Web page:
Fresh ice water is so refreshing on a hot summer’s day! But here’s the thing — take away that water, and you have nothing. If you look at the Earth from space, you will see that most of our planet is liquid. However, the vast majority is salt water and unusable for human consumption.
According to the U.S. Geological Survey, 68 percent of the world’s fresh water is locked up in icecaps and glaciers, a little over 30 percent is in groundwater, and only 0.3 percent is in surface waters, such as lakes and rivers.
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The human body is composed of a little over 60 percent water. It can be found in every living cell, and without it, humans wouldn’t be able to survive. You would think that we would take better care of a resource so fundamentally vital to our survivability; however, we have resorted to making water, a basic necessity of life, just another form of currency.
Mankind will soon start running out of fresh water
Fresh, clean drinking water will be one of the most precious resources soon as our species begins to run short of supplies. Unfortunately, studies reveal that groundwater resources are being used at an alarming rate that surpasses the planet’s ability to refill those reserves, and not all groundwater is safe to drink.
China provides an example of a county grappling with the issue of usable water resources, as its groundwater supplies are proving insufficient to meet the demands of its people. Underground water tables in some of China’s largest cities are rapidly falling while concentrations of heavy metals continue to climb.
Groundwater supplies in China are becoming compromised, but some moving bodies of water, such as rivers, are so highly contaminated with industrial carcinogenic chemicals that they have taken on a blood-red hue. Still, waters, such as lakes, are also suffering from the effects of pollution, as thousands of dead fish have washed ashore along their banks.
Many lakes are also so choked with toxic green algae blooms during the summer months that they pose a health risk for swimmers.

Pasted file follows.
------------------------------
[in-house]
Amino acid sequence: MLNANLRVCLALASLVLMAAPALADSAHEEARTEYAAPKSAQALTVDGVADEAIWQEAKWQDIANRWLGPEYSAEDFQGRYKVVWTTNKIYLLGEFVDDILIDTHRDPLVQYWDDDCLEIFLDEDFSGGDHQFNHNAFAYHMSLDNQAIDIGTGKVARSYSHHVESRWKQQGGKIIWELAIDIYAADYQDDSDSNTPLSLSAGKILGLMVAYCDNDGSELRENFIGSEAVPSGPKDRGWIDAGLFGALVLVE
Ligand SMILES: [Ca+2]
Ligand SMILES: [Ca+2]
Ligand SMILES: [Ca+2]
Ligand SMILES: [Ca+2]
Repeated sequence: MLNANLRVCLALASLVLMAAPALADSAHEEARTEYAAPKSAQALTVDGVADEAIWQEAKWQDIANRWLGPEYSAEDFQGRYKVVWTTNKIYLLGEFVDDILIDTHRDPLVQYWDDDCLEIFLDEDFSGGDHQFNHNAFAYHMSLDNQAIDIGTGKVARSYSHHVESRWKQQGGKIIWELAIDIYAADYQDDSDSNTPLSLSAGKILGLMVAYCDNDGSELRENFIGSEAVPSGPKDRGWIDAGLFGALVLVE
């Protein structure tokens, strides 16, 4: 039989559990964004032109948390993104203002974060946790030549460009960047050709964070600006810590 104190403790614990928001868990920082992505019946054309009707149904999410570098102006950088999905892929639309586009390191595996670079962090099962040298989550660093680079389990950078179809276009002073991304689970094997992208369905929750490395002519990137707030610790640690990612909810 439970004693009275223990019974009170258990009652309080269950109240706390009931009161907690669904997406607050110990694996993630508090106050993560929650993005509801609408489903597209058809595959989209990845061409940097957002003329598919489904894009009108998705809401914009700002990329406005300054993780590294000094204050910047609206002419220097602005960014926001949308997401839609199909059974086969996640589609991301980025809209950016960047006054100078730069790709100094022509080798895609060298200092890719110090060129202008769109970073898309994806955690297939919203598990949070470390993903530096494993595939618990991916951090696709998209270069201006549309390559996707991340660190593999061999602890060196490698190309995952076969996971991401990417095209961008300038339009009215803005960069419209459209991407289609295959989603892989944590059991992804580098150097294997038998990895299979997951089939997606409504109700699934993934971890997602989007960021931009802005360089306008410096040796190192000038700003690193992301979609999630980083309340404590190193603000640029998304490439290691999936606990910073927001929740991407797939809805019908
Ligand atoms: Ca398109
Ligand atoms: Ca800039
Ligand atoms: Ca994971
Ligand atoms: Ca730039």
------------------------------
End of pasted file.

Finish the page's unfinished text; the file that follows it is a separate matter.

Water resource concerns are not limited to China. A lake in India was so polluted that it caught fire due to the high industrial contaminants on its surface. The Great Lakes in the U.S. are very heavily polluted from storm runoff containing fertilizers, pesticides, herbicides, oil, heavy metals, and PCBs.
Concerns over the quality of water supplies in a major U.S. city took center stage in 2014 when residents in Flint, Michigan, began complaining about their water’s color, taste, and odor to local government officials. Reports of lead in the city’s water supply became so widespread that the governor of Michigan declared a state of emergency.
Hydraulic fracking pollutes groundwater
Another very controversial source of water pollution is hydraulic fracking. Hydraulic fracking is defined in Wikipedia as:
“A well-stimulation technique in which rock is fractured by a pressurized liquid. The process involves the high-pressure injection of ‘fracking fluid’ (primarily water, containing sand or other proppants suspended with the aid of thickening agents) into a wellbore to create cracks in the deep-rock formations through which natural gas, petroleum, and brine will flow more freely…”
In Canada, more than 200,000 wells have been horizontally fracked for shale gas or oil, primarily in the western provinces. It is now estimated that 80 percent of new oil and gas wells in Canada are fracked.
The risk of surface and groundwater contamination from shale and tight resource exploration and production, and hydraulic fracturing, in particular, is a common concern in Canada, particularly in populated areas where surface and groundwater are used for drinking or for agricultural or industrial purposes.
The fact is that humankind is responsible for most, if not all, of the pollution found in our drinking water. This is a precious resource, and with its rising consumption, there won’t be enough to go around if we don’t change our habits.
Still, there are some simple ways that we can help to conserve water, such as installing more efficient faucets and showerheads, turning off taps when not in use, fixing leaky toilets, and reducing the amount we use outside.
Sharing water means sharing life with this planet, and taking care of our world gives humankind and all life here on Earth a future. So the next time you have a clean glass of water with dinner, take a moment and appreciate how lucky you are.